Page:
Sopa de mani (peanut soup) also comes highly recommended by many but rarely lives up to expectations. This was the exception. The peanuts are not easily detectable – they are ground and unroasted – but the soup was rich and creamy with plenty of yummy vegetable bits, including crispy, fried potatoes; both novel and delicious.

The milanesa de pollo (chicken schnitzel) was also very nice, though nothing on Argentina’s. I was mainly just impressed that it looked so much less greasy than any others I had seen in Bolivia and it came with loads of salad which I had a hankering for.

Trout on Lake Titicaca

Nothing beats fish so fresh it is practically flapping its way onto the plate. The trout I ate in Copacabana (from Kiosco 9 on the water) and on the Isla del Sol was the freshest I have eaten in as long as I can remember. Grilled and served simply with lemon and sides of rice, fries and salad, I was so taken with it that I ordered two the first time (they are small, ok?!).

I also had the traditional sopa de quinoa at the restaurant on the Isla del Sol, the best I have had. A hearty, meaty stock packed full of vegetables and grain – and all the more satisfying for the fantastic view:

La Casona, La Paz

By the time I hgot to La Paz I had stopped bothering to take out my big camera, not really expecting to be wowed by the food. Mistake.

The share plates at La Casona – one a selection of cheeses and charcuterie with olive tapenade and onion confit, the other trout 3 ways (smoked, cured and as a dip) were two of the best dishes I had in Bolivia. Of course, throwing together a plate of antipasto is not really a challenge but I was surprised by the quality of the produce and by the range of cheeses which I had not seen elsewhere in South America, let alone Bolivia.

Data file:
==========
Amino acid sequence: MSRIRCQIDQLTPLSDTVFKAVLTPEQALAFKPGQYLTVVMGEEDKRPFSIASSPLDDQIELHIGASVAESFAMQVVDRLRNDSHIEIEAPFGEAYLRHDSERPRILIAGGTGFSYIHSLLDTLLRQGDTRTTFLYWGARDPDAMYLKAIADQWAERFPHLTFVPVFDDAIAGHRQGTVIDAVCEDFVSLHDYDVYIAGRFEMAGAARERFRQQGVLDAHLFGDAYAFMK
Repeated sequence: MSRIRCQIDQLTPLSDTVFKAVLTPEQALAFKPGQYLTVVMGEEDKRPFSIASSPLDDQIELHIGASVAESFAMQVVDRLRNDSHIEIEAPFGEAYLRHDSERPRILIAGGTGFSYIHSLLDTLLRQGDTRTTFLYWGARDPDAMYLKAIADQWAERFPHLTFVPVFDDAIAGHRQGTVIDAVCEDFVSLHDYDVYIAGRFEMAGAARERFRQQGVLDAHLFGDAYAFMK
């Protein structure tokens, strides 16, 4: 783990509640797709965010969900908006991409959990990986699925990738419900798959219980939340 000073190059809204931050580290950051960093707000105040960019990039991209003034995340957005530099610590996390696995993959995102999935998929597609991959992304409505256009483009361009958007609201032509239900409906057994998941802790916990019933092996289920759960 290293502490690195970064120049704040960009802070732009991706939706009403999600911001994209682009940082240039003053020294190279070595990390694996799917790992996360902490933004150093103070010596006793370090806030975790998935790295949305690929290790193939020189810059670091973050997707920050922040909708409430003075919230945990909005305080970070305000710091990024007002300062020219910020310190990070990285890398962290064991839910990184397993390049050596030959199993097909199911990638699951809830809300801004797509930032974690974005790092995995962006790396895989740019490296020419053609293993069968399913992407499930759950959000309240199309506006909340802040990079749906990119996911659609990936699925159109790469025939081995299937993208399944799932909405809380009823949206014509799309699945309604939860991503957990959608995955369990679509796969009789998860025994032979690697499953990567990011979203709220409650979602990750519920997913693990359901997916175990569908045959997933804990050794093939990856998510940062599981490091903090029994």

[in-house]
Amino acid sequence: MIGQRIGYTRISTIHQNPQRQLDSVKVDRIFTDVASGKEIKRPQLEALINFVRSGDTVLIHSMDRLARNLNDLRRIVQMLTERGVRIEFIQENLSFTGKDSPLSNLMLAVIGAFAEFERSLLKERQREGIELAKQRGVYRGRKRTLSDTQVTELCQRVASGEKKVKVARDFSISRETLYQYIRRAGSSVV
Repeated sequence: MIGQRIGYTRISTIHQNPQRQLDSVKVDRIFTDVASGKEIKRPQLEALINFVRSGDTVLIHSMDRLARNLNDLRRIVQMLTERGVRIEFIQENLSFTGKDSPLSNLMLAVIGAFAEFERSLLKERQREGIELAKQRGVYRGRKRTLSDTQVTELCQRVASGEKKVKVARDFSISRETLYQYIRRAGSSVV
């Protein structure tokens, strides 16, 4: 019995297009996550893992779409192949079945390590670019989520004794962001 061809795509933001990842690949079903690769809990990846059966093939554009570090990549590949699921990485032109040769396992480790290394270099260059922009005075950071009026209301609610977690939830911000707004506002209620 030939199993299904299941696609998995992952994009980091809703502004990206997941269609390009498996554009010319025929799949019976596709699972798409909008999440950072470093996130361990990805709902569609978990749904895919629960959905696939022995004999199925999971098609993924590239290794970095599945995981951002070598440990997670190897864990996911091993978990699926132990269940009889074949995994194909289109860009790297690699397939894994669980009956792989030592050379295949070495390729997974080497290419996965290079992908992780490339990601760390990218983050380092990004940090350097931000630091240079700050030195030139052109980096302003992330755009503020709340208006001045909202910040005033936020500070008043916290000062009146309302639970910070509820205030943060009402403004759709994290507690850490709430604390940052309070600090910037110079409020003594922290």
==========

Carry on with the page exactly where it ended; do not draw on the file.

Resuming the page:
The mains were not as good as the starters, but still pleasant; big cuts of meat with the usual hefty portions of starchy sides.

Jack Daniels steak, La Paz

If you are on your way to La Paz or passing through La Paz or on your way on from La Paz you will undoubtedly meet some tourist raving about the Jack Daniels steak at the The Steakhouse. I am not sure whether it entirely lives up to its reputation but there is certainly something special, not to mention theatrical, about the final stages of cooking, when the chef and waiter arrive at the table with the steak in a frypan, cover it in JD and set it alight.

Most tourists you meet who rave about it rave about the sauce that accompanies the steak – a sweet and tangy, slightly spicy sauce with, of course, more JD. I actually thought that this sauce was superfluous. The flambéing gives the steak such a lovely flavour that I ate most of mine without any condiments at all.

Irish breakfast, La Paz

Do I really dare do this? Am I really going to risk all credibility and put the Irish breakfast at the Wild Rover on my best of Bolivia list? I’m not sure this is a wise move. For one, the baked beans are brown and too sweet and they coat everything. Secondly, the bacon is not quite bacon but more akin to spam. Thirdly, stray hairs do seem to be a recurring problem in the food at the Rover and, although I didn’t get any in my breakfast, I got them enough times in the chips accompanying my toasties to be concerned that someone might follow my advice and end up with one in their breakie.

BUT, if you have been to the Rover or you have heard of it you will know it is synonymous with hangover and what better cure. That, a coke zero and 4 nurofens and you are almost ready to start over. I rest my case.

Pacu in Rurrenabaque

Pacu is a local river fish. It is white and meaty and the cook at Casa de Campo cooked it perfectly – crisp from searing and soft and juicy in the centre – with a rich garlic sauce and smooth and creamy mash.

What a pity then that it took them so long to cook it. I arrived at the restaurant at 6.45pm, I had ordered by 7pm, but I didn’t get my food until quarter to nine. If you are not too hungry and happy to wait then I would highly recommend this restaurant but it really is a pity that their kitchen struggled so to keep up with the orders of a small handful of guests.